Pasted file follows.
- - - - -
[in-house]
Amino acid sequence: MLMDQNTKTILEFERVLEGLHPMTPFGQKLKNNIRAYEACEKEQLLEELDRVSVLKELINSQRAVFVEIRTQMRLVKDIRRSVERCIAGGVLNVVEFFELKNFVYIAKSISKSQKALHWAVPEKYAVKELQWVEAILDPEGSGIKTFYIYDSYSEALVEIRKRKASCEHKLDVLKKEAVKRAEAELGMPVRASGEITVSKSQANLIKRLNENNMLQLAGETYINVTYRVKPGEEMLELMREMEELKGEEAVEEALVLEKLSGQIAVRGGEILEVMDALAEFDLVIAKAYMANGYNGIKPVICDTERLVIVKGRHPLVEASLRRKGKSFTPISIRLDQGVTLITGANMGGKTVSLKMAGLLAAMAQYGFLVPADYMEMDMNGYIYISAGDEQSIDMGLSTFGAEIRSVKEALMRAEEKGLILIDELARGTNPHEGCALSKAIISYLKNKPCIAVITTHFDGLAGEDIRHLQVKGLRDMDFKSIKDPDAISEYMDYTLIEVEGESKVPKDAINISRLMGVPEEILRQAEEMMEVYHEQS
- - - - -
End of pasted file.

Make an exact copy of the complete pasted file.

[in-house]
Amino acid sequence: MLMDQNTKTILEFERVLEGLHPMTPFGQKLKNNIRAYEACEKEQLLEELDRVSVLKELINSQRAVFVEIRTQMRLVKDIRRSVERCIAGGVLNVVEFFELKNFVYIAKSISKSQKALHWAVPEKYAVKELQWVEAILDPEGSGIKTFYIYDSYSEALVEIRKRKASCEHKLDVLKKEAVKRAEAELGMPVRASGEITVSKSQANLIKRLNENNMLQLAGETYINVTYRVKPGEEMLELMREMEELKGEEAVEEALVLEKLSGQIAVRGGEILEVMDALAEFDLVIAKAYMANGYNGIKPVICDTERLVIVKGRHPLVEASLRRKGKSFTPISIRLDQGVTLITGANMGGKTVSLKMAGLLAAMAQYGFLVPADYMEMDMNGYIYISAGDEQSIDMGLSTFGAEIRSVKEALMRAEEKGLILIDELARGTNPHEGCALSKAIISYLKNKPCIAVITTHFDGLAGEDIRHLQVKGLRDMDFKSIKDPDAISEYMDYTLIEVEGESKVPKDAINISRLMGVPEEILRQAEEMMEVYHEQS